to the file. Changes to the file will be included in
the object in Excel.
2. Select a the tab for the type of object you want to
insert. Select the object type or file and click OK.
Excel inserts a new object of the selected type, or
inserts the selected file.
Figure 15-29: The Create New tab of the Object dialog
box.
The tabs on the Ribbon change to provide you with
the commands available in the program of the
embedded object. For example, if you inserted a
PowerPoint presentation object, you‘d see tabs that
you normally find in the PowerPoint program.
3. Edit the object using the available commands.
Tip: To delete an embedded object, select it and
press <Delete>.
Figure 15-30: The Create from File tab of the Object
dialog box.
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Working with Objects
Inserting Symbols
 Exercise
• Exercise File: Catalog15-17.xlsx
You can enter many more characters and symbols in a
worksheet than can be found on the keyboard. For
example, you can insert the copyright symbol (©),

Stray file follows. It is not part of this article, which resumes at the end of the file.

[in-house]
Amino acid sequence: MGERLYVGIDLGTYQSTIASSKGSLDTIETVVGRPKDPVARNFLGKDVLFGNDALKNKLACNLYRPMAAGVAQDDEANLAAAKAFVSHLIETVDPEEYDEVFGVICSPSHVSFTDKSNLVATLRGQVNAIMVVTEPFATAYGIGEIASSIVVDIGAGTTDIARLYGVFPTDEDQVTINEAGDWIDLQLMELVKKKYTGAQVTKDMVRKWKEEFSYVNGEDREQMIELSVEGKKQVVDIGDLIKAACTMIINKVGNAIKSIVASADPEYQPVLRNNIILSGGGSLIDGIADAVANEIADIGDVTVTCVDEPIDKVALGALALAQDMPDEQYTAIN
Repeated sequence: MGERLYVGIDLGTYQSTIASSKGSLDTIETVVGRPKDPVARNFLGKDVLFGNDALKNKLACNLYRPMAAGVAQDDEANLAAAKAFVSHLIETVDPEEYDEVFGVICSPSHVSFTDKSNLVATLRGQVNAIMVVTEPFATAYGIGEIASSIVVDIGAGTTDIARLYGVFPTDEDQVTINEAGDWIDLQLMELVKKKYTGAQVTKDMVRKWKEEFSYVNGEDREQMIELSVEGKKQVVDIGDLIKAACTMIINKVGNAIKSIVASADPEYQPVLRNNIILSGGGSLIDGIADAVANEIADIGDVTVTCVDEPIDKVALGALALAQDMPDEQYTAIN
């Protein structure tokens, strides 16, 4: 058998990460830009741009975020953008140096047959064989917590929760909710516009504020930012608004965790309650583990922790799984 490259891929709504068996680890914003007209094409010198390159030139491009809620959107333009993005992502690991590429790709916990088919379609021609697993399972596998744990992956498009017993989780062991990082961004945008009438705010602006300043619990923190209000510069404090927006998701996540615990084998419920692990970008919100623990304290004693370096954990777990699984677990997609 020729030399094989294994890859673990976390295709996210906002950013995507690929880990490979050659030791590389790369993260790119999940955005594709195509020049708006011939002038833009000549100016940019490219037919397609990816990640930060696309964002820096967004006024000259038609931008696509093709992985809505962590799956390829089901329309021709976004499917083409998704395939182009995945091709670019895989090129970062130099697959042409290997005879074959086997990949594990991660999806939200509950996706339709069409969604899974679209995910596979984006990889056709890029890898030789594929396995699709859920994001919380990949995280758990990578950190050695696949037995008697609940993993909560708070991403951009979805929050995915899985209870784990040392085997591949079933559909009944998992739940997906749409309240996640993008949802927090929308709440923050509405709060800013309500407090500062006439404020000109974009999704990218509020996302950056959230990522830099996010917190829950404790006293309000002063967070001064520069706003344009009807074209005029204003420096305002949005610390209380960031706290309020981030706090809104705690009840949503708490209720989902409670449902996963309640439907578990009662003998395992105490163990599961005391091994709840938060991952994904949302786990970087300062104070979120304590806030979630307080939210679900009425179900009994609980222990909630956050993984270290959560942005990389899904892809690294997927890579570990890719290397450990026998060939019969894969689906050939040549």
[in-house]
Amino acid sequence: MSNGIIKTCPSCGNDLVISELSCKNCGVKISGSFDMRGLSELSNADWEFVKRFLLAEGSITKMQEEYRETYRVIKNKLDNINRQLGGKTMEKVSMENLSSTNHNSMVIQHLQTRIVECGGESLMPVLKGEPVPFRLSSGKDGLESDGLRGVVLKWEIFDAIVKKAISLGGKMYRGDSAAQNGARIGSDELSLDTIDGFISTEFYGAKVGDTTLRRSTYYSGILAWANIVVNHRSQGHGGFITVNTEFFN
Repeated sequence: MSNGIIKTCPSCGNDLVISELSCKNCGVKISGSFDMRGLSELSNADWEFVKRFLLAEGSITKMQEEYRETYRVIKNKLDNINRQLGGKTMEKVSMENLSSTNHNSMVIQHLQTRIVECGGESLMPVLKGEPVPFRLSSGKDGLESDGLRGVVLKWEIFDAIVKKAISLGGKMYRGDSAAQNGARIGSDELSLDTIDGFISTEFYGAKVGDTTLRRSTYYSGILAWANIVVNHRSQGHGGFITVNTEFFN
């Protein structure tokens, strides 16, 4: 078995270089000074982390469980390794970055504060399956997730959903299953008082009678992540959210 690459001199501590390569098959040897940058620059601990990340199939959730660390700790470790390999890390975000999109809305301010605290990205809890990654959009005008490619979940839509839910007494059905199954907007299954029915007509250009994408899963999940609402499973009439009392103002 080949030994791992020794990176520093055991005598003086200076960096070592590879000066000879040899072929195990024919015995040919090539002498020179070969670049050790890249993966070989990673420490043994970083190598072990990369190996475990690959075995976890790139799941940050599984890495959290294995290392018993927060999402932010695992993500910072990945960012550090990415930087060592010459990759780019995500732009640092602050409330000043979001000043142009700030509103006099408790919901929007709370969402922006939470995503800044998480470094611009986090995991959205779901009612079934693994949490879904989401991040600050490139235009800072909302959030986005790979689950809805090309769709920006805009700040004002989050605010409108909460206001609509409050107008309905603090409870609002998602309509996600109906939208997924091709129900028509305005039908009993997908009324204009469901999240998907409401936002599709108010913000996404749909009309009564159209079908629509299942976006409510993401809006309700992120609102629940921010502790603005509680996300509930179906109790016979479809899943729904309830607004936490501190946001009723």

accented and foreign characters (ç), silly characters (),
and many more.
1.
• Exercise: Insert the
three worksheet tabs.
symbol after ―Uptown Bikes‖ on all
Place the insertion point where you want to insert the
symbol or character.
For example, you can place the insertion point inside
a cell or inside a text box.
2. Click the Insert tab on the Ribbon and click the
Symbol button in the Text group.
The Symbol dialog box appears. You can browse the
different symbols by changing the Font and Subset.
Special characters such as ellipses are available under
the Special Characters tab.
3. Select the symbol you want to use and click Insert.
Figure 15-31: The Symbol dialog box.
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Wor king with Objects Review
Quiz Questions
139. On which tab on the Ribbon is the Clip Art button located?
A. View
B. Insert
C. Data
D. Page Layout
140. Whenever a picture or graphics file has been inserted, the ________ contextual tab appears on the Ribbon by default.
A. Insert
B. Graphics
C. Format
D. Picture
141. The cropping tool is NOT useful in which of the following situations:
A. When you want to change the color of a picture or graphic.
B. When you only want to include a portion of a graphic—for example, a person‘s face instead of their entire body.
C. When you want to trim the edges of a picture.
D. When you want to remove a portion of a picture or graphic.
142. Changing the visual style of a picture or graphic alters the picture or graphics file. (True or False?)
143. What is an adjustment handle used for?
A. To adjust the size of the shape.
B. To move the shape to a new location.
C. To adjust the color of the shape.